Slow Fish with Diane Bernard, Naotatsu Ito, Dan Hayes & Andrew Sheperd

Chef Naotatsu Ito and Diane Bernard. / tofu and prawn salad with daikon radish and nori vinaigrette. Photos by Rebecca Wellman

Seafood excites me. In my world of culinary exploration and imagery, seafood is among my favorite things to eat. However, when I was invited to the 3rd installment of the Slow Fish Series at the London Chef, I wasn’t really sure what to expect. The name of this particular evening was sea ‘things’, focusing on seaweed, sea salt and other things that are ‘foraged from the beach and tidal waters’. Hmm.


What drew me in besides mere curiosity was trust in those who were organizing the event. First up, Slow Food Vancouver Island. Manned with a number of highly regarded, super informed foodists, the fact that they were at the helm made it a no-brainer.


Secondly, the fact that the event was at The London Chef, one of the most unique and beautiful cooking spaces around town, complete with ample charisma, big time know-how and fantastic natural light for photos made it even better.


Top it off with Diane Bernard (aka The Seaweed Lady – a passionate and intelligent woman who I connected with immediately), Chef Naotatsu Ito, formerly of the well loved Daidoco Restaurant in Victoria, and Andrew Sheperd of Vancouver Island Salt Company, and that was it. I was hooked.


The evening was a plethora of information, with lots of familiar Victoria food scene faces and the smell of salt in the air. Diane kept us captivated with her endless knowledge, explaining her 10-year history in her craft, while her fabulous seaweed skin care products sat on display nearby. She told us of her delve into the culinary world as we tasted several different kinds of seaweed, both raw and cooked. She recounted how she solved her supply and demand challenges for restaurant supply by having her whole family become certified scuba divers (and not all of them happy about it!) An interesting pastime indeed, her profession has always intrigued me.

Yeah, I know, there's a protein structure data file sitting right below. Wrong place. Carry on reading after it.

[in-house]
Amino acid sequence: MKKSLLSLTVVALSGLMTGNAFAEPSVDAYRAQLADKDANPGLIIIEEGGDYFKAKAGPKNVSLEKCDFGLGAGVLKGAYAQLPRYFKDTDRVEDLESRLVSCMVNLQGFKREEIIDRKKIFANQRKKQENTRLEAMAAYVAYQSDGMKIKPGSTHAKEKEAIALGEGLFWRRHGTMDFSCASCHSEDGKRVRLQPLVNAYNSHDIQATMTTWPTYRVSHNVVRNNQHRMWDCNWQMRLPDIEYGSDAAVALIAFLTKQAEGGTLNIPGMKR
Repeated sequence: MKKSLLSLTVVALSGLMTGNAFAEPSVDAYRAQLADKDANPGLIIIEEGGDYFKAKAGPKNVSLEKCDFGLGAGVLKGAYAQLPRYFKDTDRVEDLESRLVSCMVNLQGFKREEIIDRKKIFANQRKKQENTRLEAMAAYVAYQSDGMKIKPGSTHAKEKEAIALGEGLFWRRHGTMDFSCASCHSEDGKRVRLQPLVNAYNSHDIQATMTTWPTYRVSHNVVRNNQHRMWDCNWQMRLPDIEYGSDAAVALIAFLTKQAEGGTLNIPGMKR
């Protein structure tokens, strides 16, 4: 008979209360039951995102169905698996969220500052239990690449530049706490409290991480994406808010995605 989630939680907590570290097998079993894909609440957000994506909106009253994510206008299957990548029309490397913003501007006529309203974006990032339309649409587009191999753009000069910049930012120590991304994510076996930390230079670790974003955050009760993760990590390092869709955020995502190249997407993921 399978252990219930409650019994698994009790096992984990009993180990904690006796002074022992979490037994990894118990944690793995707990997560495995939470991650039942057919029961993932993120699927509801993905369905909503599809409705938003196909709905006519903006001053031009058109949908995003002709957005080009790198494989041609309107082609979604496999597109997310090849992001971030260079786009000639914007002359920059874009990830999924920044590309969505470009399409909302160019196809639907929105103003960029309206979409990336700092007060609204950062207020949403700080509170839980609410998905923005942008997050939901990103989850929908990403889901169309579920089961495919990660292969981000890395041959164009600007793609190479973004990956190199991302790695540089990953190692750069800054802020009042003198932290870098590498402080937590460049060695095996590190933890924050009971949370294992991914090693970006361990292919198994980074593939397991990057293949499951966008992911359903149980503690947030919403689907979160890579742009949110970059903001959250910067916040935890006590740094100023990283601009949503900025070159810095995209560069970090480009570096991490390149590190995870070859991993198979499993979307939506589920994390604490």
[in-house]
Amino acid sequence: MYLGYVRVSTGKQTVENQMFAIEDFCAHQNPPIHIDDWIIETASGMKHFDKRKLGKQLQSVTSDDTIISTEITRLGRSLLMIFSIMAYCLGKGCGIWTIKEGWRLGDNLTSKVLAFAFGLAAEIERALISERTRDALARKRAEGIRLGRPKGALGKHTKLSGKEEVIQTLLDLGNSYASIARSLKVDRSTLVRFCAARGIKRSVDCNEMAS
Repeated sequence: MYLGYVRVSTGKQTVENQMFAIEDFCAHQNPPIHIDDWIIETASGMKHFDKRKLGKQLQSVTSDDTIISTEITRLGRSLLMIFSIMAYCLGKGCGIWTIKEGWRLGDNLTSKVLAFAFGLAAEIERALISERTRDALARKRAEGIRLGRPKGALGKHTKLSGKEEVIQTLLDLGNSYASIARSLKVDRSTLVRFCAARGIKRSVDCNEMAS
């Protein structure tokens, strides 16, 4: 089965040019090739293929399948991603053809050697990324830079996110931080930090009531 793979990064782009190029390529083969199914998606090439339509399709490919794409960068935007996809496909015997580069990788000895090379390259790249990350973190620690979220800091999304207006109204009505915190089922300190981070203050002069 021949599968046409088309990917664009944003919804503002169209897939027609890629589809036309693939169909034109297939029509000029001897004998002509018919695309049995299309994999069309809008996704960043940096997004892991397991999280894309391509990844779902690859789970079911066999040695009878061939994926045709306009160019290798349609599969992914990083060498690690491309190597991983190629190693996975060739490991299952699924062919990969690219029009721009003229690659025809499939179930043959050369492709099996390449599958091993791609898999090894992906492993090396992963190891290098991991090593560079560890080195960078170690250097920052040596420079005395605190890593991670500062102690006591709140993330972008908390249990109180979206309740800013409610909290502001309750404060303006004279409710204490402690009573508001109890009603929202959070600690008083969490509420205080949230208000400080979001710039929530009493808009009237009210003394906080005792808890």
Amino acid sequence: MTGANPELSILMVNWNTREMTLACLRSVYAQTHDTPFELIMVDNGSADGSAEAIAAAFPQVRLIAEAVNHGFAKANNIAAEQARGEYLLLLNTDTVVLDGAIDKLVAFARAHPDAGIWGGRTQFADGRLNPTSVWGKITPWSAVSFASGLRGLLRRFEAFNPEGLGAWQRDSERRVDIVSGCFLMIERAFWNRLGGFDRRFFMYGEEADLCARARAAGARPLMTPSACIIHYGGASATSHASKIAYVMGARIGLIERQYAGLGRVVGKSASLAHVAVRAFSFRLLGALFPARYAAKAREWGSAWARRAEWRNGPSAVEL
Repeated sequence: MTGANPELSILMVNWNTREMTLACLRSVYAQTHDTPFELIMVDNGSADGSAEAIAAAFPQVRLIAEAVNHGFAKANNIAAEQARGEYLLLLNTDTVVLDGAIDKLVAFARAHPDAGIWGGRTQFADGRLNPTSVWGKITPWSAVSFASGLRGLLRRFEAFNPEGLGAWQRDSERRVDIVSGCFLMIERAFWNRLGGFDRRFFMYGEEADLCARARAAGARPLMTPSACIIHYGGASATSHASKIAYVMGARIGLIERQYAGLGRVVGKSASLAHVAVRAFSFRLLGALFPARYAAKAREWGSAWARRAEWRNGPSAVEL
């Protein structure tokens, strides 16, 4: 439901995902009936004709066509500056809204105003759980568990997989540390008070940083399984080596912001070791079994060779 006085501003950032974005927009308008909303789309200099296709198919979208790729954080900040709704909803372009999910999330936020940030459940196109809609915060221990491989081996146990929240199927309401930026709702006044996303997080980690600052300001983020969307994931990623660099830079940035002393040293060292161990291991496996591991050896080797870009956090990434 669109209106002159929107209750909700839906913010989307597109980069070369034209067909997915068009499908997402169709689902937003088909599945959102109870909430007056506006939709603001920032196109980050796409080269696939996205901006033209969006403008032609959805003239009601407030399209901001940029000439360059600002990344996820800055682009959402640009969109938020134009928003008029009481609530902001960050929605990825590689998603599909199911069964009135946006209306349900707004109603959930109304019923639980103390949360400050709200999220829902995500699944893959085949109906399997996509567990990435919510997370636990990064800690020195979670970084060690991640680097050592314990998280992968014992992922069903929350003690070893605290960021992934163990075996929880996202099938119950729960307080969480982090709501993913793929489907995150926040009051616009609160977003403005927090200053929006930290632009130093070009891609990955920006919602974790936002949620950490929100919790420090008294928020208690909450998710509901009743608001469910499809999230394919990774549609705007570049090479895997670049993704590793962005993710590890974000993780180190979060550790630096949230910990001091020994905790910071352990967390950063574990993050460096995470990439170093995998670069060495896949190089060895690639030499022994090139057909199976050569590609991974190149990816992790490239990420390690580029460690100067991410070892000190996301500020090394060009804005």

Diane not only educated us extensively on the origin, complexities, foraging and usage of some of the various multi-named seaweeds she gathers, but also provided the staples for Chef Ito’s creations. Seasonal spot prawns were on hand as well, and we started off with a spot prawn custard – a savory, creamy, prawn topped concoction that was a lovely start.


This was followed by a tofu and prawn salad with a nori vinaigrette, and a panko coated and fried rockweed – the little claw shaped, water filled seaweed we see on the beach, which can also be baked into salty little chips (or used to squirt your brother in the eye, which I did as a kid – such a versatile vegetable).


Chef Ito, his shy and charming demeanor in contrast to his strong and impressive knife skills, kept us happy with a few Japanese cooking secrets. For example, “the addition of citrus or vinegar cuts the ‘fishy’ taste of seaweed” , as tastefully proven by the nori vinaigrette.


This cooking and educating went on as we sniffed, touched and nibbled on various sea greens, tried a few different types of the VI Salts (winter sea salt = yum), and prepared for the next dish – Chef Dan Hayes’ spot prawn risotto. While you may think that it would be studded with chunks of spot prawn, it wasn’t. It’s all in the stock. And said stock created the base for a lovely, al dente, perfectly seasoned and flavored, simple risotto. Perfection.


Sea asparagus, an extremely salty, dark green and thin, firm vegetable was up next, in the most imaginative way: blanched, and topped with a sabayon. And to top it all off, a chocolate brownie, with port, chili and (impressively) local Vancouver Island salt.


Thus ended my excursion into the unknown world of Merroir.  A welcome feast of both food and knowledge.


By Rebecca Wellman





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